Reno's slow road Gore's phone calls: Next phase is to determine need for an independent counsel.

October 04, 1997

DID VICE PRESIDENT Al Gore break the law by soliciting campaign donations through telephone calls from his White House office?

The answer will depend on which interpretation of a 114-year-old law prevails in a tug of war in Washington charged with partisan politics.

In this case, Republicans want the strictest possible interpretation to apply, while supporters of the president and vice president argue that a 114-year-old law specifically designed to protect government employees from political solicitations has never been enforced in this way before.

Republicans have been pressing Attorney General Janet Reno for months to appoint an independent counsel to look into the Gore telephone calls and other allegations of improprieties in the 1996 campaign.

Her steadfast refusal to jump to conclusions before her department has finished its own slow and painstaking investigation has infuriated Republicans -- and not without some justification. The Washington Post reported yesterday that the investigation has been conducted under an extremely narrow interpretation of the independent counsel law.

Instead of focusing first on the allegations that would seem most likely to involve a high official breaking the law, the investigation has instead mostly followed newspaper reports, focusing on lower-level officials not covered by the independent counsel law.

As a result, a highly placed key witness like former White House aide Harold J. Ickes was interviewed by Justice Department investigators late in the process and only when it became evident that he would soon be called before a Senate committee to give public testimony.

Despite her department's plodding progress Ms. Reno has steadfastly stood behind her probe, only recently shaking up the slow-moving process. And this week she moved one step closer toward the appointment of an independent counsel to look into Vice President Gore's fund-raising phone calls.

That is not good news for the Clinton White House. But the prospect of using an old federal statute that has never before been enforced in this way could also come back to haunt congressional Republicans, who may have committed similar indiscretions.

Even so, it is time to examine the issue of fund-raising solicitations by elected officials using telephones in government offices.

It is also time for the Justice Department probe to move more quickly to resolve lingering questions about the 1996 presidential campaign -- and for members of Congress to end their cynical manipulation of the campaign finance issue and enact real reform before they finish work this year.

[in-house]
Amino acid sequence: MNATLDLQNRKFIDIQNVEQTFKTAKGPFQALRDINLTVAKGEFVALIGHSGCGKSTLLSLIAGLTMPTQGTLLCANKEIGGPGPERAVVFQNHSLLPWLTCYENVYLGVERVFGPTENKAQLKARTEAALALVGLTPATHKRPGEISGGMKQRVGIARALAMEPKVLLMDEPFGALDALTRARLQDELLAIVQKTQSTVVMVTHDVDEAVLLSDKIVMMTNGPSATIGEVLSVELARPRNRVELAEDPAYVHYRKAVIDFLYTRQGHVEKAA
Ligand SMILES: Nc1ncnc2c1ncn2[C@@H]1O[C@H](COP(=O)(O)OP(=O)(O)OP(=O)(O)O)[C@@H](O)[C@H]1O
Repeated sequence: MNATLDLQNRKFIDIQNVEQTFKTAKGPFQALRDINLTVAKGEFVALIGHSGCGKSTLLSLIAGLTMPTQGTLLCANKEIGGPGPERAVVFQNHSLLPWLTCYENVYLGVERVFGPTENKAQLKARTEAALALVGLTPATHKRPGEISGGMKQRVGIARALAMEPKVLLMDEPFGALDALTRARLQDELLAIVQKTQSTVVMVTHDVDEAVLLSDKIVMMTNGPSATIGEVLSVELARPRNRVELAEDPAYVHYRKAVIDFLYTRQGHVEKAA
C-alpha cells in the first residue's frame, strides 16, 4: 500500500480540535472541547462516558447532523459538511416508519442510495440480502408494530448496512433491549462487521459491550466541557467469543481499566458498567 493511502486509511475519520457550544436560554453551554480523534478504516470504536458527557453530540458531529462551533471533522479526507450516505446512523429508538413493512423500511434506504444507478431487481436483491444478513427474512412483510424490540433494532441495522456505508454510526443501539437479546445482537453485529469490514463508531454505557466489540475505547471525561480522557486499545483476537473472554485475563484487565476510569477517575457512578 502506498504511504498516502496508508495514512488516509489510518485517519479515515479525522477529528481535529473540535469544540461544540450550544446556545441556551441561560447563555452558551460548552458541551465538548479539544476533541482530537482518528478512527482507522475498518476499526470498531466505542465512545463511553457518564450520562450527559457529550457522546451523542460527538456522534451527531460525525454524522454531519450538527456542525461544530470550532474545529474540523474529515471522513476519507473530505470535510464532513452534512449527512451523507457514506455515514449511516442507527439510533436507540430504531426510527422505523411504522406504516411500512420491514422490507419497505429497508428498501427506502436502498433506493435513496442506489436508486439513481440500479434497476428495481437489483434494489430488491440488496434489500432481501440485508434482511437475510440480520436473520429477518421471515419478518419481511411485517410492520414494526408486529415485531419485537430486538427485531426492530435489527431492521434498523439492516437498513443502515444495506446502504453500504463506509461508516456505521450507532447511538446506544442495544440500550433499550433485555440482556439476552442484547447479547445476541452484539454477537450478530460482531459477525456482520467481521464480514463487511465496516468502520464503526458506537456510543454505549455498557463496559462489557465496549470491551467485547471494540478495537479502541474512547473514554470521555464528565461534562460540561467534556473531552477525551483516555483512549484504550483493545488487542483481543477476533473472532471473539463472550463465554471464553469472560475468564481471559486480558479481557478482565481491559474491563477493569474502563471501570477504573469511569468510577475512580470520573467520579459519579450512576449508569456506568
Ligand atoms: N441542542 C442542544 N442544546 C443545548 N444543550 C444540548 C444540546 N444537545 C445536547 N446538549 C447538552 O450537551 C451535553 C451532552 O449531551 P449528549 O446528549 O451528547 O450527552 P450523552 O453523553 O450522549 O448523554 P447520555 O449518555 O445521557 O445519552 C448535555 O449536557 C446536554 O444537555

The other battle at Camden Yards

Parking dispute: Stadium Authority's plan makes more sense than the Orioles'.

IN THE MIDST of the Orioles' early playoff successes, a dispute rages on between the baseball club's management and the Maryland Stadium Authority over plans to add parking at Camden Yards. This fight between Orioles owner Peter G. Angelos and John A. Moag Jr., chairman of the stadium authority, is the proverbial skunk at the garden party, or in this case, the bullpen party.

Here are the competing ideas:

Plan A calls for a huge Niketown sporting-goods store/sports memorabilia museum or perhaps a theme restaurant incorporated into a 1,500-car garage between the stadiums on land the state already owns. The tenants would create jobs and help offset the $40 million cost of the parking deck.

Plan B calls for the state to acquire, by eminent domain, land now used by businesses across Russell Street from the stadiums, including a Staples office supply store that its manager says is profitable and employs 17 people. In place of those taxpaying businesses, the state would build a garage that would require thousands of season-ticket holders to cross six lanes of traffic to reach Camden Yards.

Plan A, the more creative, is favored by the stadium authority. Plan B, which seems wasteful, is backed by the Orioles.

Ironically, the stadium authority and Orioles agree on the fundamental point, that more spaces are needed to replace the ones lost to the Ravens stadium. Unfortunately, egos have blotted out any common purpose.

Orioles attorney Alan M. Rifkin contends a Niketown-type venture would interfere with crowds arriving at and leaving baseball games -- a violation of the authority's contract with the Orioles. A commercial entity might just as well smooth the flow of traffic, since more fans would linger following a game. Mr. Rifkin alsocontends the structure would detract from Camden Yards' praised design, but that's not a given. His point is weakened further by the fact that the Orioles say they would support a garage there -- without a commercial tenant.

Indeed, if Niketown is the rub, the authority seems to have a moral, if not legal obligation, to work something out with Mr. Angelos and the Ravens, who seem more favorable toward this plan. The authority seeks to add a business that would both piggyback on and compete with its major clients, the sports teams.

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